Sunday, June 11, 2017
Today’s thought from the Hazelden Betty Ford Foundation is:
At first, I resented it when my friends in the program told me to be God or let God.
— Myrna K.
Who consciously decided to play God? Not me. Not you. But many of us have a terrible time letting God run the world. No matter how much we resolve not to, we take responsibility for things we can’t control. That’s what playing God is, and that’s what a lot of us have practiced for a long, long time. Playing God is not only hard work, it’s also a good way to ruin relationships. People just don’t like to be around would-be mortal “gods” whose clay feet are all too visible. Our good intentions don’t make people feel less defensive about us.
Letting go isn’t easy. Especially if we confuse letting go with not caring. Of course we care. But that does not and must not mean we are responsible. Can we care enough to let others make their own mistakes, earn their own victories, and take responsibility for their own lives? Not to do so, no matter how we may feel about it, breeds dependency in both them and us.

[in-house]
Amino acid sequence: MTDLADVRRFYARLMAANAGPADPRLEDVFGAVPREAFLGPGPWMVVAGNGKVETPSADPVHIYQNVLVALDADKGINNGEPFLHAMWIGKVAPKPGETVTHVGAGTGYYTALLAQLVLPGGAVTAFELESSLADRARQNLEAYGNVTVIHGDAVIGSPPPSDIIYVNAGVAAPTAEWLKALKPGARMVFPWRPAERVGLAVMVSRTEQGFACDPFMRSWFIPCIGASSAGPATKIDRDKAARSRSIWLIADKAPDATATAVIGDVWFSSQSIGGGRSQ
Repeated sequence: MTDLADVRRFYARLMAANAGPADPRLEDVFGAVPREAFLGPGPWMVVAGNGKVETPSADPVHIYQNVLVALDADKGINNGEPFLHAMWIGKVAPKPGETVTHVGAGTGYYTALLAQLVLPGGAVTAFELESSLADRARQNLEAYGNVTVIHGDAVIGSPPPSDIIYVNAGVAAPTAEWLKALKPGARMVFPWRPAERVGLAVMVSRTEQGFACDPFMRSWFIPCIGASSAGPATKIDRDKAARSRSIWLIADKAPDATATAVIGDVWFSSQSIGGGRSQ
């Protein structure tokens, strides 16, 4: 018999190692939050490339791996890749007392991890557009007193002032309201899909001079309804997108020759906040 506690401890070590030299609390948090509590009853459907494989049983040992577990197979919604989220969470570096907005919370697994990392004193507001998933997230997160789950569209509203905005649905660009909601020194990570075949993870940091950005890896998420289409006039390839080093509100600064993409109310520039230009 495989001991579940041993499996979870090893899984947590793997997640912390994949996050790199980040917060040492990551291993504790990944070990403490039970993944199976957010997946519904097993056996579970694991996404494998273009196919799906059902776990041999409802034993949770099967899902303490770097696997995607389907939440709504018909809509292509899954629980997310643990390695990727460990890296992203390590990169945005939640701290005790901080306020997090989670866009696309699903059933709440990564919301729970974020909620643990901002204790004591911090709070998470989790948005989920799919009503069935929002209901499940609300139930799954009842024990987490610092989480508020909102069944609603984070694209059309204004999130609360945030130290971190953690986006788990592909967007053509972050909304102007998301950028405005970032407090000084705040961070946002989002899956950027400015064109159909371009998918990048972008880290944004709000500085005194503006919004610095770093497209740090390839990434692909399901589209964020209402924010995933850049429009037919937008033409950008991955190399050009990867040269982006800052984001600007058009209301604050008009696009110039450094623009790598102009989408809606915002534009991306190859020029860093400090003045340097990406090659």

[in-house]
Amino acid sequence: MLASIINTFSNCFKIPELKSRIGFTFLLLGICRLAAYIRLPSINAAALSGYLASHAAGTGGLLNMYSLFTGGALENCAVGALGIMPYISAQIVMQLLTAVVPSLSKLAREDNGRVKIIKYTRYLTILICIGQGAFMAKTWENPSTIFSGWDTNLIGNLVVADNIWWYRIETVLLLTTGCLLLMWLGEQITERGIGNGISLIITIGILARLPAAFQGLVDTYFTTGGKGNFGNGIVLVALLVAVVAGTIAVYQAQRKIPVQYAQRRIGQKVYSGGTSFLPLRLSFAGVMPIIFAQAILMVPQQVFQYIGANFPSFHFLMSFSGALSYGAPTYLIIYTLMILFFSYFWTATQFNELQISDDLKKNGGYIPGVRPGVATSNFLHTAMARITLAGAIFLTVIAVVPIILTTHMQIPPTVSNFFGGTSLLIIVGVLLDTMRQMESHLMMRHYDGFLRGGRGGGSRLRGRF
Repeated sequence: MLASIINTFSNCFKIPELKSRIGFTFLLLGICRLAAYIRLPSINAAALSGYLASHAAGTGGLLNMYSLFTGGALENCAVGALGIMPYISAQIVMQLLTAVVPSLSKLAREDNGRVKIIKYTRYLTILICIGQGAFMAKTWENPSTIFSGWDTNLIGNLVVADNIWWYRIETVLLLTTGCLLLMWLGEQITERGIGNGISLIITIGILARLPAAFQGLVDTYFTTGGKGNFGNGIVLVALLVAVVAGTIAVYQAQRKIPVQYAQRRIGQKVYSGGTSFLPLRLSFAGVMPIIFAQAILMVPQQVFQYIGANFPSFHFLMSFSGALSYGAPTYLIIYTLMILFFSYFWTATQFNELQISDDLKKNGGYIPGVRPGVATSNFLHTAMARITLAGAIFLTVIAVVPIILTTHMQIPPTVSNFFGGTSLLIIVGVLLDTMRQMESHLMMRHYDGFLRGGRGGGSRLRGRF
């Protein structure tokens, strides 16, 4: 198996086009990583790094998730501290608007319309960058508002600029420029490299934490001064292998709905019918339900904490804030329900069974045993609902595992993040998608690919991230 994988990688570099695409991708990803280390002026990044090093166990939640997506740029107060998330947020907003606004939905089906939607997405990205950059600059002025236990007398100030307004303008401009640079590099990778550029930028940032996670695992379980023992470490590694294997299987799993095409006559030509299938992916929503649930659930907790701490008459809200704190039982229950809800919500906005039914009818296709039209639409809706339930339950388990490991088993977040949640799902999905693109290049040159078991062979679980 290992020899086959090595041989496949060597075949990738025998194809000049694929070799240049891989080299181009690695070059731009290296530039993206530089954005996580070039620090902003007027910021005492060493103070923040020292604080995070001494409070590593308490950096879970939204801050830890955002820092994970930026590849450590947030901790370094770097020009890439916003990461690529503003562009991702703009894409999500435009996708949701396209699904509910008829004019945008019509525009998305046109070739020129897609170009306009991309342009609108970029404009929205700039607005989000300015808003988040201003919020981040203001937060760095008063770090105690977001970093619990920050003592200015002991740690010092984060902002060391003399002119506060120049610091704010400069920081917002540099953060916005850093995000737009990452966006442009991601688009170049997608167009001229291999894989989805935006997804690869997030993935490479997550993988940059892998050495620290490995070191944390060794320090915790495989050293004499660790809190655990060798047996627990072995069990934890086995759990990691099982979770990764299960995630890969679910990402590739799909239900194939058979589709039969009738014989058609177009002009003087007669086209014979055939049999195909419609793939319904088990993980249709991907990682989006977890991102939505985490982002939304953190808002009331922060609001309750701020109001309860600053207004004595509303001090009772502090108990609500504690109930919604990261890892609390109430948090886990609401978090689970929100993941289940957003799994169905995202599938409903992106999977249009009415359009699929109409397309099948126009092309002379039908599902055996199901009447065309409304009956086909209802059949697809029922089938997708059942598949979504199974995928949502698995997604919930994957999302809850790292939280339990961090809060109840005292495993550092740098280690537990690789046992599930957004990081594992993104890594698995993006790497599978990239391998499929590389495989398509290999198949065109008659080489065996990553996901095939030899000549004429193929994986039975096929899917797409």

We must care enough to let them be.
Today, I will be aware that “doing for” someone else is also “doing to” him or her.
You are reading from the book:
Days of Healing, Days of Joy by Earnie Larsen and Carol Larsen Hegarty. © 1987, 1992 by Hazelden Foundation